At another farm a large group of white pelicans sat two by two waiting patiently for any fish that might have managed to escape from the farm or wild fish attracted to the smell of food.

Pelicans lining up, hoping for a feed of fish!

We were happy to see our friends Lesley and Phil from Paseafique already anchored in Iasos and later we all took our dinghies to shore for an excellent dinner at the small hotel in the village (Kiyikislacik).

At dinner in the village of Kiyikislacik

As we sat there soaking up the last golden rays of the setting sun, an elderly man drove his unruly gang of sheep, goats and cattle right past our table. Up close and personal with the locals – not something that happens every day!

Up close and personal with the locals!
Not something that happens every day!

We all had a laugh at the naughty goat who decided to have a nibble of the potted plants and the sheep who decided to take a separate route from the other animals.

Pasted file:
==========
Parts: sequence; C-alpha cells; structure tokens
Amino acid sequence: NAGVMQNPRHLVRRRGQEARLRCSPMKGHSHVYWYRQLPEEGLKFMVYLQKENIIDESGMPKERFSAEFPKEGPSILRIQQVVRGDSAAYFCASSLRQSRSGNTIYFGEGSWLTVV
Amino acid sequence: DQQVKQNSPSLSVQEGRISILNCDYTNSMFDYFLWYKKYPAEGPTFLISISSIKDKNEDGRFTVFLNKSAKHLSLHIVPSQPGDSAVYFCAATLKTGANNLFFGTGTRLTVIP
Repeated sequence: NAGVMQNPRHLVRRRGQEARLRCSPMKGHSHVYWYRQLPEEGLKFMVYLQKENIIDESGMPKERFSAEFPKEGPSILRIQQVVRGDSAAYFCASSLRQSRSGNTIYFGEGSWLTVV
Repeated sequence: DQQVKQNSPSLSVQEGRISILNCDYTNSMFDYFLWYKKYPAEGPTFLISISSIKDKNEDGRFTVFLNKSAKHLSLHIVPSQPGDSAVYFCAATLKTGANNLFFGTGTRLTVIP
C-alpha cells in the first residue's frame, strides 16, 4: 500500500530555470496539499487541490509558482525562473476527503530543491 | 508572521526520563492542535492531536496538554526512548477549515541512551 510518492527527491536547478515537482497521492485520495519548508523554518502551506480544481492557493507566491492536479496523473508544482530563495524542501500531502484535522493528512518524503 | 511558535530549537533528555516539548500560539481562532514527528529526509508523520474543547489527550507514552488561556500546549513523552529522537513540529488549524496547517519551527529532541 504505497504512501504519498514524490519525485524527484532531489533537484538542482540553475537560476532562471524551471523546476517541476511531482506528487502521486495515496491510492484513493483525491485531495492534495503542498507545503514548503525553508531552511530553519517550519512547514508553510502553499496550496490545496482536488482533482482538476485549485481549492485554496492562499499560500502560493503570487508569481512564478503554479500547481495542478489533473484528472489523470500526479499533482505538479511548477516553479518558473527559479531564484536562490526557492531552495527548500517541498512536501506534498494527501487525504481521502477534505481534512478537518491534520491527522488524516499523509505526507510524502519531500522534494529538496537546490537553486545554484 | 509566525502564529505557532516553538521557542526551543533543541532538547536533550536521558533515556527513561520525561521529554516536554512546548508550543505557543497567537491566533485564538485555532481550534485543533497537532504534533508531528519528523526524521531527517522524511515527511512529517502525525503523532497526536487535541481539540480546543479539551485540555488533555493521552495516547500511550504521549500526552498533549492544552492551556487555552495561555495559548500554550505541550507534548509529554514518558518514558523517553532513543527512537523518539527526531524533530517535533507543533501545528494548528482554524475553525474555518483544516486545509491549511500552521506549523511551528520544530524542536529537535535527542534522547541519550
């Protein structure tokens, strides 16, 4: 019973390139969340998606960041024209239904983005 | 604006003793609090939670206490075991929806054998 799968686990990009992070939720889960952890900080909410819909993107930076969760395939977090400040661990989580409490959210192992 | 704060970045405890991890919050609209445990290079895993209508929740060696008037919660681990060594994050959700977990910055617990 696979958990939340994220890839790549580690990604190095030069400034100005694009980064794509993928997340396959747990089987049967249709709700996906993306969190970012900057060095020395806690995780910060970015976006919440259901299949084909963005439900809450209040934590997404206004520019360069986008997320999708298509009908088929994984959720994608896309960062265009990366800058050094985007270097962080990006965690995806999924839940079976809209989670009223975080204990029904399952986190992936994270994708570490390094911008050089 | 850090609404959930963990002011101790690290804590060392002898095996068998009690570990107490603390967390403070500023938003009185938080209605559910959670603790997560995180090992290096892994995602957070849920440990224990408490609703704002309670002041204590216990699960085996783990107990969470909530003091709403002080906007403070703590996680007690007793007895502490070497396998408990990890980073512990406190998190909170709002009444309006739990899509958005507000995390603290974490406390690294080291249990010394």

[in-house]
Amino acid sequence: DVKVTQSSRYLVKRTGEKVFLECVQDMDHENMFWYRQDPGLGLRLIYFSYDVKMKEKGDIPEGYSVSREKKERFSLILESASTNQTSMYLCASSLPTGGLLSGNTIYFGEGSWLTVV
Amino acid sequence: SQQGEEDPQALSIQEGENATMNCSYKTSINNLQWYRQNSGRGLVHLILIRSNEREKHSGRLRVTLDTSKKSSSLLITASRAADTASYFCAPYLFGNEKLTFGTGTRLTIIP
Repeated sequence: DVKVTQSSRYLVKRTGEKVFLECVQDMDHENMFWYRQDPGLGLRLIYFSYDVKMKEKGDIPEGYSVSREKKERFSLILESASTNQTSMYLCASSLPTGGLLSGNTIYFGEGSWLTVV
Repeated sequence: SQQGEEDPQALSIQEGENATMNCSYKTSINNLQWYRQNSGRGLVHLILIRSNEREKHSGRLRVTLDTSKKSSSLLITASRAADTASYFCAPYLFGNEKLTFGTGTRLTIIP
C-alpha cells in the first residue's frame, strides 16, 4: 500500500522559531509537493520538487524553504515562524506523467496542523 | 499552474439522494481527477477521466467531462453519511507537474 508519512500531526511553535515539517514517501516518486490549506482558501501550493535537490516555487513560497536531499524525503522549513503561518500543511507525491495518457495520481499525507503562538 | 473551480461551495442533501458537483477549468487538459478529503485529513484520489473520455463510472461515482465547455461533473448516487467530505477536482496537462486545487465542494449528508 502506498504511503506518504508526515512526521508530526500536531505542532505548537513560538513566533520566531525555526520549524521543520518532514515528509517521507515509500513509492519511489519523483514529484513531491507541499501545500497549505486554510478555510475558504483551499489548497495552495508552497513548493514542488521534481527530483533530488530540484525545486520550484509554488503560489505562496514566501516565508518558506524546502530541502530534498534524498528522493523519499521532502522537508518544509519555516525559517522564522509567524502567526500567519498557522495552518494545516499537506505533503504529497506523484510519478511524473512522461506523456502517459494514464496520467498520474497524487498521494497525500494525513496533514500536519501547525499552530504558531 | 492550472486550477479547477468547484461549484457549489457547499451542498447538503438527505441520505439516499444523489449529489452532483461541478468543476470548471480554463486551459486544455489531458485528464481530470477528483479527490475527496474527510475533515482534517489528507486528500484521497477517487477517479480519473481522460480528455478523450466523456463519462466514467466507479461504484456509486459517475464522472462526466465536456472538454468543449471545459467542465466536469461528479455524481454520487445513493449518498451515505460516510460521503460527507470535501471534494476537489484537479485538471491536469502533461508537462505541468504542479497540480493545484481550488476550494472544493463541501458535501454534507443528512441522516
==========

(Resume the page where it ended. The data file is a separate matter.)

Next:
The sheep on the right wanted to go
another route
Lesley (left) and I enjoying the view
Catabella and Paseafique (and another yacht) lined up in the anchorage

The following day we decided to visit the museum which had been closed on our previous visits. It wasn’t that easy to find, although the village of Kiyikislacik is really tiny with one main street and a couple of small lanes branching off. We tried following Google maps but found ourselves ending up in a farmer’s field where we met a very cute donkey. After walking straight past our turn off we retraced our steps and found the correct dusty track to follow.

We met this little donkey on our search
for the museum